Reader Question: I’m 39 years old and have money in an IRA annuity which is invested 100% in the guaranteed interest account earning 3%. Should I change to a more aggressive mix?
Answer: I have often written about the disadvantages of owning an annuity in an IRA. An annuity’s biggest advantage is tax deferral of earnings. In other words, the interest you earn is not currently taxable. The same is true for variable annuities where there is no taxation on dividends or capital gains until you actually take the money out. The problem is that the ‘tax deferral’ advantage is already included in an IRA so buying an annuity inside an IRA is like putting a tax deferred product inside a tax deferred product and typically results in higher initial and ongoing expenses. One of the keys to successful investing is keeping your investment expenses low. According to Morningstar, as of 2013, the average annual expenses for annuities are 2.27% which means you have to earn that much just to break even! With a fixed annuity, the insurance company typically offers a guaranteed interest rate (3% in your case) for a few years after which the company resets the interest rate at its discretion. So my first recommendation is that you find out that the amount of the annual expenses for your annuity and see if the expenses seem reasonable. At thirty-nine, I’d strongly recommend you consider rolling the annuity over to a regular IRA with a discount broker such as Charles Schwab, Fidelity or Vanguard and investing a healthy portion in an index mutual fund of stocks (S&P 500, for example). Remember, this money is for your retirement which is at least twenty years from now. If you do a retirement analysis, a 3% return simply won’t get you the results that you need.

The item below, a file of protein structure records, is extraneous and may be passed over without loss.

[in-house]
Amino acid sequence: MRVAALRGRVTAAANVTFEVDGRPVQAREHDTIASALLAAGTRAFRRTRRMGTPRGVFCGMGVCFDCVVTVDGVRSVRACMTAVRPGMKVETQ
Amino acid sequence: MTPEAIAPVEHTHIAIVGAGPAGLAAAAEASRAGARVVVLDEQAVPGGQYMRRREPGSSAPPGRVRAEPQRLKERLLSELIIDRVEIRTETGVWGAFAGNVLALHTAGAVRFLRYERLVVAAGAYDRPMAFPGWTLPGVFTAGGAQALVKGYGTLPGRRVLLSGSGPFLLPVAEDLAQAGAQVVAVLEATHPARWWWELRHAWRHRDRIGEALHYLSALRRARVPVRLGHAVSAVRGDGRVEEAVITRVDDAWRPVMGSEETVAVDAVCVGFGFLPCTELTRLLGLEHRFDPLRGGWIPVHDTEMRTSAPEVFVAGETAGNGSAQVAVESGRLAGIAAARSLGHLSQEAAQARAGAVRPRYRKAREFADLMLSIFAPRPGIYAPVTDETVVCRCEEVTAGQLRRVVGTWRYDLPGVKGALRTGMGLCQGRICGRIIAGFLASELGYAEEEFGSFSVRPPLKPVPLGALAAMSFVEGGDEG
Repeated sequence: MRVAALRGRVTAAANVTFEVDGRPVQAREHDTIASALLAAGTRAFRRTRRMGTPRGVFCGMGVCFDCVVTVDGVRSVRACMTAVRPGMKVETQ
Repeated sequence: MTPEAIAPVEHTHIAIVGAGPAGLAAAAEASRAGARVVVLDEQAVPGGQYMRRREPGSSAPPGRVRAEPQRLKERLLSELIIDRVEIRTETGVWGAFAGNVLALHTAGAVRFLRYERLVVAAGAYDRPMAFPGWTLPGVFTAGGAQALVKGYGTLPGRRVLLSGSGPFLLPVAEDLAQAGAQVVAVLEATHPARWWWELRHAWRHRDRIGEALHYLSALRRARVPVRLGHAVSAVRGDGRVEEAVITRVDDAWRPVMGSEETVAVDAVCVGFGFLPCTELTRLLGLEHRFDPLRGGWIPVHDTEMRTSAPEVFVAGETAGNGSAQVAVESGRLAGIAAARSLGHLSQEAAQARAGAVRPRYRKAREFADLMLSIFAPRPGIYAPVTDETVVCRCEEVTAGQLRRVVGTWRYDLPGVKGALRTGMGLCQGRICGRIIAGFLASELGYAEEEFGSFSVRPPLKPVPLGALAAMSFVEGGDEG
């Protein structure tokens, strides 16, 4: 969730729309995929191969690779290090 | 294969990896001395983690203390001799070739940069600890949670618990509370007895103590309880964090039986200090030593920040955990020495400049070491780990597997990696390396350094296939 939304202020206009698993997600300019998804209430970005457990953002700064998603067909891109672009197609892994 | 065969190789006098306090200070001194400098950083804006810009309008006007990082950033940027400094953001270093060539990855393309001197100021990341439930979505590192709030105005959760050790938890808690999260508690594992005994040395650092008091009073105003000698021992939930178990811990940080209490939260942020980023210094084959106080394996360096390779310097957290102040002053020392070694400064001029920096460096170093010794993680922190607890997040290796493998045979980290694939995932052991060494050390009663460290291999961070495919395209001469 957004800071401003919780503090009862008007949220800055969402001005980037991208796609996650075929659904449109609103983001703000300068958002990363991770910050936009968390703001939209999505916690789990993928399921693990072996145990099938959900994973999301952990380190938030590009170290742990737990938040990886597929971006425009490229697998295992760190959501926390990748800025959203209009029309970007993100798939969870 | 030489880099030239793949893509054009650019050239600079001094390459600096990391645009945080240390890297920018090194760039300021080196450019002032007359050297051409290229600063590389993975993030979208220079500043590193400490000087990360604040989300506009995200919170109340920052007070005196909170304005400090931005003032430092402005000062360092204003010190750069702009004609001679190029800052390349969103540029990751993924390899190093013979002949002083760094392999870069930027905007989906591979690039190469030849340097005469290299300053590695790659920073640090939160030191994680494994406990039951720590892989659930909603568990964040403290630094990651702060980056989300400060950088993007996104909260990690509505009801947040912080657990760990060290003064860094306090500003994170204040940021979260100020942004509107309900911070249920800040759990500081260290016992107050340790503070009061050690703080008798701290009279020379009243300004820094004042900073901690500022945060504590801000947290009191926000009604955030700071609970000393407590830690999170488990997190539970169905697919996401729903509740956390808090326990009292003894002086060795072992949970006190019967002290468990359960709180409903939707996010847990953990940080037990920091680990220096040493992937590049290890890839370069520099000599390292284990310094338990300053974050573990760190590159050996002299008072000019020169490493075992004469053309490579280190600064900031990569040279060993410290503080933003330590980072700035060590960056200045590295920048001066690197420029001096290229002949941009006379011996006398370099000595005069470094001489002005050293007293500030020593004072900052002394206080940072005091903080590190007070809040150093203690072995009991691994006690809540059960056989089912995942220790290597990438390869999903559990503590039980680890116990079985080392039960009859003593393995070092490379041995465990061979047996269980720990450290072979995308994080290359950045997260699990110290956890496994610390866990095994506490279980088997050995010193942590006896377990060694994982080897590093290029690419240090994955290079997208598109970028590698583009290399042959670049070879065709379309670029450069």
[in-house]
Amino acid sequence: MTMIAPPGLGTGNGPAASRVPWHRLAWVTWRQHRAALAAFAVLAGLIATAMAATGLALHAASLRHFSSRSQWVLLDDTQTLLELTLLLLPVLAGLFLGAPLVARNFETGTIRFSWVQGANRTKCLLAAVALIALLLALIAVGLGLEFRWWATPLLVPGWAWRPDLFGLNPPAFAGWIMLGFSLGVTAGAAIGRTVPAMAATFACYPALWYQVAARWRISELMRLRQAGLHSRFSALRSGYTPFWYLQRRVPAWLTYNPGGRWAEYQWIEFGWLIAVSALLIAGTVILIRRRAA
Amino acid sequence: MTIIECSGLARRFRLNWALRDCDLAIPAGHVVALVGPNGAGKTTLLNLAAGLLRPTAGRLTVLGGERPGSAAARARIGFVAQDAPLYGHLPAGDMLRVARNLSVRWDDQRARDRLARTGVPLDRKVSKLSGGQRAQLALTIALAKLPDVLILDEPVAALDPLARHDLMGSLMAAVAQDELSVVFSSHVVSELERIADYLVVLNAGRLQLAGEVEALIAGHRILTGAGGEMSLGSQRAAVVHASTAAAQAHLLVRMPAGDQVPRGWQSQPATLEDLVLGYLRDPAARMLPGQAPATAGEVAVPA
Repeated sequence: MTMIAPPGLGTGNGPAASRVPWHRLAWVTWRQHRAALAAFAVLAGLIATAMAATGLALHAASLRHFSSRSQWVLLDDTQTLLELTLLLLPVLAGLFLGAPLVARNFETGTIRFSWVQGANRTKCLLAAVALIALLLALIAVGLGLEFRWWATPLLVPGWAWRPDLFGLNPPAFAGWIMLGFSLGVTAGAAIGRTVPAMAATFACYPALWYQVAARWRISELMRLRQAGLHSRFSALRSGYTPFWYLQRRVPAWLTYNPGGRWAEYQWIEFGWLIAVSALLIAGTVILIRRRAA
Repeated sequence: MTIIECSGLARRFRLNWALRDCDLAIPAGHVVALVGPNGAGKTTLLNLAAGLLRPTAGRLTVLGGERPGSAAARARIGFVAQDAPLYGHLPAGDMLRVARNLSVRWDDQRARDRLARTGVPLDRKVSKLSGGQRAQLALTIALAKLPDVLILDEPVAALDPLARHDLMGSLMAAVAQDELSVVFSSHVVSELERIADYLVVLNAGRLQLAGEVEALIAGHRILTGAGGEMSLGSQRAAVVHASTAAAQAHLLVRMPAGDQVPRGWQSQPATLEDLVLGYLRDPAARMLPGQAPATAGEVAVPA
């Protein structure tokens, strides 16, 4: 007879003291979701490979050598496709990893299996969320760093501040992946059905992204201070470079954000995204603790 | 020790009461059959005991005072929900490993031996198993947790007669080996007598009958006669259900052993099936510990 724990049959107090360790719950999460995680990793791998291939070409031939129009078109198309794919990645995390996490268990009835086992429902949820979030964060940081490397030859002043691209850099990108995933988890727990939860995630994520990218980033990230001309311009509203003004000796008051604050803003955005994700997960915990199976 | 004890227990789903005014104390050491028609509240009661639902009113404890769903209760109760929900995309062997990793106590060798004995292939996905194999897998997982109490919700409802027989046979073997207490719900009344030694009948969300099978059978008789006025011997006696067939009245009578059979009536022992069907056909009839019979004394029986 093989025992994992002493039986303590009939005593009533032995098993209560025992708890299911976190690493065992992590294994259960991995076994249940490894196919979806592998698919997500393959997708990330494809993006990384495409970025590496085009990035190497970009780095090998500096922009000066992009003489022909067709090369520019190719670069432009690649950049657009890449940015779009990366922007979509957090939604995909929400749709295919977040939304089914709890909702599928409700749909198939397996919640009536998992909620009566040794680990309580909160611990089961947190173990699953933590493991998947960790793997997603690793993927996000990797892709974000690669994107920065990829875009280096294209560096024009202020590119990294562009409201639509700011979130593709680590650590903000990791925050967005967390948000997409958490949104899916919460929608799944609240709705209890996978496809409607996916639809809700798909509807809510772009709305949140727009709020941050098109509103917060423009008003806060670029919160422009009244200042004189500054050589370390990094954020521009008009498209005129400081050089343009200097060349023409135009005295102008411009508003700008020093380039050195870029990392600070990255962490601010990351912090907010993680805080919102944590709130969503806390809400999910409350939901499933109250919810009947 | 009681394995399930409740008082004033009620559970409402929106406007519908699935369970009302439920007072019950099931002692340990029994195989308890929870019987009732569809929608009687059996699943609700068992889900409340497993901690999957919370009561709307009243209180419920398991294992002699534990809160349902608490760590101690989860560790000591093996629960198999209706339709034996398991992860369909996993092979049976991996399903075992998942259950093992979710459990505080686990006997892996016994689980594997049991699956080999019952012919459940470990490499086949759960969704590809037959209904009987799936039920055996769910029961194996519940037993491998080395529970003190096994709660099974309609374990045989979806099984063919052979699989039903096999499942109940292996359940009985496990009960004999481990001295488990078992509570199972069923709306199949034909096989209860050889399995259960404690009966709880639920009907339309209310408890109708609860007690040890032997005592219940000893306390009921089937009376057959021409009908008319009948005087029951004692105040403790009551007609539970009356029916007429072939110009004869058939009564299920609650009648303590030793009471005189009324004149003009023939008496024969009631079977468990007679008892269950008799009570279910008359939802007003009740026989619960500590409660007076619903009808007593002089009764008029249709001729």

Reader Question: My new financial manager says I should switch from my current annuity to a new one his company offers. Is that a good idea? It’s around $25,000. I’m 57 and feel like I’m being a little rushed into it.
Answer: Be sure to read my comments to the first reader. Most annuities impose a surrender charge that declines over three to seven years so be careful if you decide to make a change. If you decide to roll over to another annuity, be sure you understand the commissions paid, the annual expenses and the surrender charges. Assuming you are past the surrender charge period, there should be no cost to rolling the money over to a new custodian such as Charles Schwab and they can help you with all of the paperwork. Annuities make sense under certain circumstances. Consider getting a second opinion from a trusted advisor such as your CPA.
One final thought. It takes a lot of money to save enough for retirement so congratulations for getting started. A recent survey indicated that about one-third of adult Americans have absolutely no savings at all! Add to your retirement savings every chance you get. If you get a raise, commit one-half of it to retirement savings. If you get a bonus, take half of it and invest. At retirement, you’ll be very glad you did.
If you’d like to have me answer your financial question email me at email@example.com and place AL.com in the subject line. Consult your own professional legal, tax or financial advisor before acting upon this advice.